Read an Excerpt
Changing of the Guard
Two years, seven months and 19 days had passed since Derek Jeter's final Yankee Stadium at-bat, and as the longtime captain tugged on a three-piece blue suit to walk the hallways once more, retirement seemed even more enjoyable than he had anticipated. No longer was he forced to check into a Rust Belt hotel at 4 o'clock in the morning or to keep an eye on the weather forecast, unless it was to check on a tee time. Your calendar opens up to a great number of possibilities when you no longer have to try to win the World Series each and every year.
Jeter scaled the steps leading to the first-base dugout and found himself surrounded by players nearly half his age, milling about in a set of pink pinstriped uniforms that the team had been issued in observance of Mother's Day. Offering a friendly grin, Jeter watched as his outstretched right hand was swallowed into the meaty palm of 25-year-old right fielder Aaron Judge, who held a good four-inch, 87-pound advantage over Jeter's final listed playing measurements.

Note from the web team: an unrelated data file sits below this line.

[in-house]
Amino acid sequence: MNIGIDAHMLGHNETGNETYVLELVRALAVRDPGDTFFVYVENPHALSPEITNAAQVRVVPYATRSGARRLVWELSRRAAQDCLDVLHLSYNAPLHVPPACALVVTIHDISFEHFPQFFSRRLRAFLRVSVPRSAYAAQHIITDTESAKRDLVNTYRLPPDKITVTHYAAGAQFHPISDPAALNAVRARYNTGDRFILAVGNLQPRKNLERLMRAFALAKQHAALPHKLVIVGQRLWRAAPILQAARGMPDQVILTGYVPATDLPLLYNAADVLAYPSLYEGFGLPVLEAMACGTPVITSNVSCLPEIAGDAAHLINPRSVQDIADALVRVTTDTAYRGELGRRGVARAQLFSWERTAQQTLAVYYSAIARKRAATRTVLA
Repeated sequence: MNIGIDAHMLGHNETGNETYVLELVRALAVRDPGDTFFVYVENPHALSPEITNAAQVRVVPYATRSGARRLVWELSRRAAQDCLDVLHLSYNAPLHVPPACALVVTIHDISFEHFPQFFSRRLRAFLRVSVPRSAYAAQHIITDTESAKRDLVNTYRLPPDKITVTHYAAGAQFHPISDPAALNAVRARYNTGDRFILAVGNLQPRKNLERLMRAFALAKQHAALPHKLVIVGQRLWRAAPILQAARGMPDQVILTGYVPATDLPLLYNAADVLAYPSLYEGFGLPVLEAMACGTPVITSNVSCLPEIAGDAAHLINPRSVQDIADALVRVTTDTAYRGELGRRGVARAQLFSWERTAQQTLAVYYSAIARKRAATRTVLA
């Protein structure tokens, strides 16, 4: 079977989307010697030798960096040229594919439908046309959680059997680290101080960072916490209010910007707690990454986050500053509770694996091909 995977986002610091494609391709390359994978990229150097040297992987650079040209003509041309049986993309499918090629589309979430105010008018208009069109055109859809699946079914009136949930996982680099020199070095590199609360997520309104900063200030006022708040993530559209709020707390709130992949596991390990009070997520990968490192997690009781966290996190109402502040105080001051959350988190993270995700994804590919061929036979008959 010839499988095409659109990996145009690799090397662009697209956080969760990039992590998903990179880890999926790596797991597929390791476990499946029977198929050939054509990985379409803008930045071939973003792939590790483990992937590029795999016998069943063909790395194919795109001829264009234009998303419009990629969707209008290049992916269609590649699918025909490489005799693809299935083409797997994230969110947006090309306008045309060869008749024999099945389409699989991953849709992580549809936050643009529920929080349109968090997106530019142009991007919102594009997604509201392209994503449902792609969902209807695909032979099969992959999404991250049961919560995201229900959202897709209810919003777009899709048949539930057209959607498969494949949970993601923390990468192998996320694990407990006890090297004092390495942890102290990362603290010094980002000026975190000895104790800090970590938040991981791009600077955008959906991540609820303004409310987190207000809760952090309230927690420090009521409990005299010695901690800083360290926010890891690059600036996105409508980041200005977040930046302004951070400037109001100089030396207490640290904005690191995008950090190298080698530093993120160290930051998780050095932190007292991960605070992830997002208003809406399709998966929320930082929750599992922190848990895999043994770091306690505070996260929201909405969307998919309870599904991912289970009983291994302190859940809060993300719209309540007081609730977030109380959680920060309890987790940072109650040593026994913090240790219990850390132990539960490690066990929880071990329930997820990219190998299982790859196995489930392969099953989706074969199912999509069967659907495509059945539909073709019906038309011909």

Now 43, Jeter said he had not watched much baseball immediately following his retirement, eager to create some distance from the sport that had dictated his every action from February to October (and occasionally November) for more than two decades. Of late, he had found himself flipping on the TV in his Tampa, Florida, home more often, checking in on the only organization he had ever played for. As a child, Jeter's favorite Yankee had been Dave Winfield, a towering right fielder with power. Now, all these years later, Jeter was becoming an Aaron Judge fan.
"He's had a tremendous start to his career, but more importantly, he handles himself well," Jeter had said two days earlier in Rockefeller Center's Studio 6B, where he taped an interview segment with Jimmy Fallon for The Tonight Show. "He's a good person, he works hard, he has the right demeanor and attitude, and hopefully he has a long career."
Judge said he was humbled by the comment, calling it "incredible." Their careers had hardly intersected to that point; Jeter had been on the disabled list for most of the 2013 season, including the day that Judge signed his first professional contract and was rewarded with an invitation to the Oakland Coliseum, where he whacked batting practice homers with the big league team. Judge was across the street in minor league camp when Jeter went through the paces of his final spring training in 2014, but the parallels between the two players seemed evident on this May afternoon in 2017.